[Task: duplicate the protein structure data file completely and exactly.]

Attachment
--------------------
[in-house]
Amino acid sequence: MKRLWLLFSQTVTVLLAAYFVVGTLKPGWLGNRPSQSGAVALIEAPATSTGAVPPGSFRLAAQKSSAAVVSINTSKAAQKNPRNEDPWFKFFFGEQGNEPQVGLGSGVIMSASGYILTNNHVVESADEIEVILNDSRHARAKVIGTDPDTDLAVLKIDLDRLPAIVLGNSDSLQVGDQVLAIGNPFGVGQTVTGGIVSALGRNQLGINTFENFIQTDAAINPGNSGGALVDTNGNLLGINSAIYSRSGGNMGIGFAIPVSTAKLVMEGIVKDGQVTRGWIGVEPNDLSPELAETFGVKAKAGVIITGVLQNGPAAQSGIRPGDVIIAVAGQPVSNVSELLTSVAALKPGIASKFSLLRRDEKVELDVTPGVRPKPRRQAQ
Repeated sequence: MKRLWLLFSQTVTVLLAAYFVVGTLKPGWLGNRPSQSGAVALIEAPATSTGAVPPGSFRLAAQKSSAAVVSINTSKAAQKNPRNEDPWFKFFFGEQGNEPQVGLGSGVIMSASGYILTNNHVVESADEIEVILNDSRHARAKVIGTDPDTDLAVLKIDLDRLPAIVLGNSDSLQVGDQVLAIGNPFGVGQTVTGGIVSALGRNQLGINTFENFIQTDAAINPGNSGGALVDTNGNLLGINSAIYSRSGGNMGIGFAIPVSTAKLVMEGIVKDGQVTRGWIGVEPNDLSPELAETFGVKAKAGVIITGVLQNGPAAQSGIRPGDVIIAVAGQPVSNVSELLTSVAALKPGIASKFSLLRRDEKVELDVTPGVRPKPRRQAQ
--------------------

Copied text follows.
[in-house]
Amino acid sequence: MKRLWLLFSQTVTVLLAAYFVVGTLKPGWLGNRPSQSGAVALIEAPATSTGAVPPGSFRLAAQKSSAAVVSINTSKAAQKNPRNEDPWFKFFFGEQGNEPQVGLGSGVIMSASGYILTNNHVVESADEIEVILNDSRHARAKVIGTDPDTDLAVLKIDLDRLPAIVLGNSDSLQVGDQVLAIGNPFGVGQTVTGGIVSALGRNQLGINTFENFIQTDAAINPGNSGGALVDTNGNLLGINSAIYSRSGGNMGIGFAIPVSTAKLVMEGIVKDGQVTRGWIGVEPNDLSPELAETFGVKAKAGVIITGVLQNGPAAQSGIRPGDVIIAVAGQPVSNVSELLTSVAALKPGIASKFSLLRRDEKVELDVTPGVRPKPRRQAQ
Repeated sequence: MKRLWLLFSQTVTVLLAAYFVVGTLKPGWLGNRPSQSGAVALIEAPATSTGAVPPGSFRLAAQKSSAAVVSINTSKAAQKNPRNEDPWFKFFFGEQGNEPQVGLGSGVIMSASGYILTNNHVVESADEIEVILNDSRHARAKVIGTDPDTDLAVLKIDLDRLPAIVLGNSDSLQVGDQVLAIGNPFGVGQTVTGGIVSALGRNQLGINTFENFIQTDAAINPGNSGGALVDTNGNLLGINSAIYSRSGGNMGIGFAIPVSTAKLVMEGIVKDGQVTRGWIGVEPNDLSPELAETFGVKAKAGVIITGVLQNGPAAQSGIRPGDVIIAVAGQPVSNVSELLTSVAALKPGIASKFSLLRRDEKVELDVTPGVRPKPRRQAQ